Courtesy of Henry Chen Photography
The Guggenheim Grotto – “Fa Da Da Dee”
New York City’s Guggenheim Museum is recognized for its diverse collection of fine art, running the gamut from traditional Impressionist paintings to more eclectic contemporary pieces. The Guggenheim Foundation has museums across the globe, each boasting works at least as varied as those in New York, nearly making the Foundation’s name a metonymy for myriad artistic influences and styles.
Dublin-based folk-pop duo The Guggenheim Grotto, made up of Kevin May and Mick Lynch, has taken the ideology of its namesake to heart. At times, May and Lynch sound like they are channeling a thoughtful, “The Sounds of Silence”-era Simon and Garfunkel. At other points on its sophomore album, Happy the Man, the duo relies on bubbly, foot-tapping-inducing pop beats. And every now and then, TGG adds an element of surprise, like the a tinge of electronica and female harmony that appear on “Fa Da Da Dee.”
Even TGG’s fun, seemingly mindless songs boast philosophical lyrics, setting the duo apart from the more superficial pop outfits circulating radio airwaves. “Her Beautiful Thoughts” could fall into the trap of a trite song about post-break-up depression (toward the end of the song, the repeated lines of, “She used to say / ‘Let’s get naked and get under the sheets’” is directly followed by, “I just can’t seem to get out of bed anymore”), draws upon some deeper ideas. The song’s protagonist recounts what he misses about his ex, which, in addition to the aforementioned naked bed time, includes her titular “beautiful ideas.” “She used to say that magic was the edge / And science and God, they were the sides of a copper penny piece,” May and Lynch sing.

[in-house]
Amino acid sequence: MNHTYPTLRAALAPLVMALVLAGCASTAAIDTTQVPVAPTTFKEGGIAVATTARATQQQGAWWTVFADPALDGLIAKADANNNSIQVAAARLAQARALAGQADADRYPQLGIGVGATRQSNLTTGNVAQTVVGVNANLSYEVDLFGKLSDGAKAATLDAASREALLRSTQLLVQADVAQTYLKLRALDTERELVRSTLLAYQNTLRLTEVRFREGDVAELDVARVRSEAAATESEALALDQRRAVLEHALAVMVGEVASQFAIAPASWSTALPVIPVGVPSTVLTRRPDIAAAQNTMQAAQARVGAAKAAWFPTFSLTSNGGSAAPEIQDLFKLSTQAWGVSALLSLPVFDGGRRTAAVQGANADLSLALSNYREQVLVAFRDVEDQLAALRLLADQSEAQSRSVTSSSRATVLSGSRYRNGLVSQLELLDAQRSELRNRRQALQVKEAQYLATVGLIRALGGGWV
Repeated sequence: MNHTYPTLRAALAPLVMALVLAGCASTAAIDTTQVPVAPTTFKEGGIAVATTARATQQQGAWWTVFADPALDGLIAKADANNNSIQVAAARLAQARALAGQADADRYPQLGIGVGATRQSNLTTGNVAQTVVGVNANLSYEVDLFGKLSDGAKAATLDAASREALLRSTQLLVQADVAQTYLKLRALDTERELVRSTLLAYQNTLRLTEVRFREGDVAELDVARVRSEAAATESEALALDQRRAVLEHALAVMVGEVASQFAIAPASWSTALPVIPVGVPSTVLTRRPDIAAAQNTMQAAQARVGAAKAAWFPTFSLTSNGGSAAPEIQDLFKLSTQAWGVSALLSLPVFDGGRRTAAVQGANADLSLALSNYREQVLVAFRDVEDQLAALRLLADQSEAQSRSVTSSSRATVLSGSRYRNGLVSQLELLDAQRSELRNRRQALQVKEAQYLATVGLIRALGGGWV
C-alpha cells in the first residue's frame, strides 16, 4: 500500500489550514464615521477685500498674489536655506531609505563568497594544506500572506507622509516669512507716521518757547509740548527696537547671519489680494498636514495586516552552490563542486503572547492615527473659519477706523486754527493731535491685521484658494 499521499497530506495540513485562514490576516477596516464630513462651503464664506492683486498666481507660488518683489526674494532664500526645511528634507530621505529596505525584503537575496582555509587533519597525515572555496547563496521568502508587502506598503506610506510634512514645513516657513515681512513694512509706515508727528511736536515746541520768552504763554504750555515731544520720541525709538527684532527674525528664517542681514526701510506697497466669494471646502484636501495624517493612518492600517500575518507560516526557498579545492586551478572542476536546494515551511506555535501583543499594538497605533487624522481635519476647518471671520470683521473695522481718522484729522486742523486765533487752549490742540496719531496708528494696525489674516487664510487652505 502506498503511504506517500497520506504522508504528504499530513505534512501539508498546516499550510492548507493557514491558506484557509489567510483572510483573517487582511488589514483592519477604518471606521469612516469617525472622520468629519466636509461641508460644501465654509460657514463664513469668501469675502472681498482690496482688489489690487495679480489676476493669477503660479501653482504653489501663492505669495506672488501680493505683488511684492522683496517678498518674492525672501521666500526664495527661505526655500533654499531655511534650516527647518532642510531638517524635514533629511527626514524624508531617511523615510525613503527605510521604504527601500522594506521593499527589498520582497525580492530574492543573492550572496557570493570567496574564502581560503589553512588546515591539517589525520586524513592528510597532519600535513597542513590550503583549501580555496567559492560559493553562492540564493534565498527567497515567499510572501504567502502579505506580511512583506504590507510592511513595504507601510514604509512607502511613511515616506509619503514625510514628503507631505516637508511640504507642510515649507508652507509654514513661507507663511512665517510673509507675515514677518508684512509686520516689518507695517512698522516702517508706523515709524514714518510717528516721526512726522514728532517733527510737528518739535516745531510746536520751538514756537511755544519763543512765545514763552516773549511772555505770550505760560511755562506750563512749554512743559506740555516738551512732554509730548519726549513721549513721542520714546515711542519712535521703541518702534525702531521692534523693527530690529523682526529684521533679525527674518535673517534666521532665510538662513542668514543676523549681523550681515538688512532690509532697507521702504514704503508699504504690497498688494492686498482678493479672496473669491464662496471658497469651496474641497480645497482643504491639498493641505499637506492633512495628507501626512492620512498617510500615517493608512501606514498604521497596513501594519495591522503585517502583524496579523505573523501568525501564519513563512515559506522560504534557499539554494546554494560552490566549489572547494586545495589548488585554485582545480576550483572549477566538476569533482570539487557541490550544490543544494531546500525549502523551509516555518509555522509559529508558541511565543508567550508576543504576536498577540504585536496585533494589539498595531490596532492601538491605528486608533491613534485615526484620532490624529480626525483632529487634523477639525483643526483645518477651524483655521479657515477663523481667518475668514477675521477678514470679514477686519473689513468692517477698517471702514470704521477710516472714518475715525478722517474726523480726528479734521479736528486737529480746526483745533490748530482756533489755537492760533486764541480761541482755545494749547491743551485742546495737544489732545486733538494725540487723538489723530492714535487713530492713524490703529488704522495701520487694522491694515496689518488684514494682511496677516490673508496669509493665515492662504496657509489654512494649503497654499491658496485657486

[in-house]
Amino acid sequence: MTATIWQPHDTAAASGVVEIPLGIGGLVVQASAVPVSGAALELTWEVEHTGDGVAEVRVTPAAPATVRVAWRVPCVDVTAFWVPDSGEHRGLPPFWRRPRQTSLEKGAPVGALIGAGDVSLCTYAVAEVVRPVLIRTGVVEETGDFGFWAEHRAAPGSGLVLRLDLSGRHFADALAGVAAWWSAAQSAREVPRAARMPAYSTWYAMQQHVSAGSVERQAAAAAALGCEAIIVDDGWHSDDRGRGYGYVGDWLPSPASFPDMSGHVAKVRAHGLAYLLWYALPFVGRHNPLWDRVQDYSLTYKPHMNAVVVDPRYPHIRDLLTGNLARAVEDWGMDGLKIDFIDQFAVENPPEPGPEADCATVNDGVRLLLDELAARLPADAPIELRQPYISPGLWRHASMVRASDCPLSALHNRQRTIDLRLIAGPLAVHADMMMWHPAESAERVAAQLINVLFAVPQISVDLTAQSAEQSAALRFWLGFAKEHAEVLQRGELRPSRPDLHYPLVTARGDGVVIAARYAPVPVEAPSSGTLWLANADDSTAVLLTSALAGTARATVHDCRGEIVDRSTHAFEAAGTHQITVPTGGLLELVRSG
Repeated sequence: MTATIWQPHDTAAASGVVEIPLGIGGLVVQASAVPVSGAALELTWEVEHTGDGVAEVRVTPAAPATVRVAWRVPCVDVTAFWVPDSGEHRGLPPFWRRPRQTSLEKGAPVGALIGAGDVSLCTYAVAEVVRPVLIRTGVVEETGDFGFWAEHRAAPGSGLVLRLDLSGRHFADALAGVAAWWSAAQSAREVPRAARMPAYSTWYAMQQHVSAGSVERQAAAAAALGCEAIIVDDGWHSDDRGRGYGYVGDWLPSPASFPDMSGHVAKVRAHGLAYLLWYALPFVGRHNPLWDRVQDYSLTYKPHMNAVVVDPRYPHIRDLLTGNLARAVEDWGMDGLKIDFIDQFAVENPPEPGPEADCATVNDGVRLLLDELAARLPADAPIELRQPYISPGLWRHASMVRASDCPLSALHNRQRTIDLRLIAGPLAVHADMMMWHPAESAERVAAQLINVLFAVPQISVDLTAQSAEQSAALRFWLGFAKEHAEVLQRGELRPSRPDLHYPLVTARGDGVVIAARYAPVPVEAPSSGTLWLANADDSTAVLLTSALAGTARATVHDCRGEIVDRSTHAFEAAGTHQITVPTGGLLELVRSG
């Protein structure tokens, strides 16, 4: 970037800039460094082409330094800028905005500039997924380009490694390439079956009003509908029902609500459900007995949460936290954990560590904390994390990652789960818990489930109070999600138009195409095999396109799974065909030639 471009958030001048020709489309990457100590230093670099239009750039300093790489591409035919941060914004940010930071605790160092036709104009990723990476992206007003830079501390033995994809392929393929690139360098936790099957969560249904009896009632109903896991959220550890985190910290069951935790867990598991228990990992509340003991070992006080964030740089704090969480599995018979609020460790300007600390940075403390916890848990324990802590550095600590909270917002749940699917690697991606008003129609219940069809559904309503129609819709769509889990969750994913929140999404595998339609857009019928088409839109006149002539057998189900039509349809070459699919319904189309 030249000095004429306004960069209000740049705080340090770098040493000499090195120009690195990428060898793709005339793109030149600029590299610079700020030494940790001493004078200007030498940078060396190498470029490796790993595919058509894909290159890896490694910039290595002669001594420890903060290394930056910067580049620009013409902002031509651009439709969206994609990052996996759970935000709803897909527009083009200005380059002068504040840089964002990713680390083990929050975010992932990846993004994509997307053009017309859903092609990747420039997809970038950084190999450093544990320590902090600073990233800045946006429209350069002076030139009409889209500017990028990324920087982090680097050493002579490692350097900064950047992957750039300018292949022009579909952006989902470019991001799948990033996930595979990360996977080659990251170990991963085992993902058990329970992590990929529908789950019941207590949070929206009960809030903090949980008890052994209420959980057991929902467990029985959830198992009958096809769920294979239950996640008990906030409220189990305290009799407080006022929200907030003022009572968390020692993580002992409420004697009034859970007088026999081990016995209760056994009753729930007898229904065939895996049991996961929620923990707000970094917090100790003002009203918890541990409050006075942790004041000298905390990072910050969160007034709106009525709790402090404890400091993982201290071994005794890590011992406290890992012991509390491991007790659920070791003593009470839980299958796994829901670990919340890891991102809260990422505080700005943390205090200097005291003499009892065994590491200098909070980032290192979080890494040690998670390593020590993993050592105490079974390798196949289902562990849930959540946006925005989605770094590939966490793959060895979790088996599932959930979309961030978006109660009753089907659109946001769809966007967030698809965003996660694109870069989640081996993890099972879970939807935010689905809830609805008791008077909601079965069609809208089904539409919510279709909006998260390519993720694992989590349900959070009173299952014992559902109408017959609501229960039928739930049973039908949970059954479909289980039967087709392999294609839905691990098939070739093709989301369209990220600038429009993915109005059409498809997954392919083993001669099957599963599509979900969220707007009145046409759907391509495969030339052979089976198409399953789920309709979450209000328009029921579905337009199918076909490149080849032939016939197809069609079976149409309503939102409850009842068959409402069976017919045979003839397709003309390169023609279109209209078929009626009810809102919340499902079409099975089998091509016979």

On the other end of the aural spectrum is “Philosophia,” a folksy and aptly titled look at life. Velvety vocals croon lines such as, “Perhaps no perfect way exists at all, just many different kinds.” Musically, the song has an ethereal feel and includes the distant sound of running water, as if the singers are sitting in the woods next to a babbling brook, contemplating ancient thinkers.
The one-line chorus of “Philosophia” reflects the sound and ideology of TGG: “Oh, to be a work of art.”
–By Executive Editor Ani Vrabel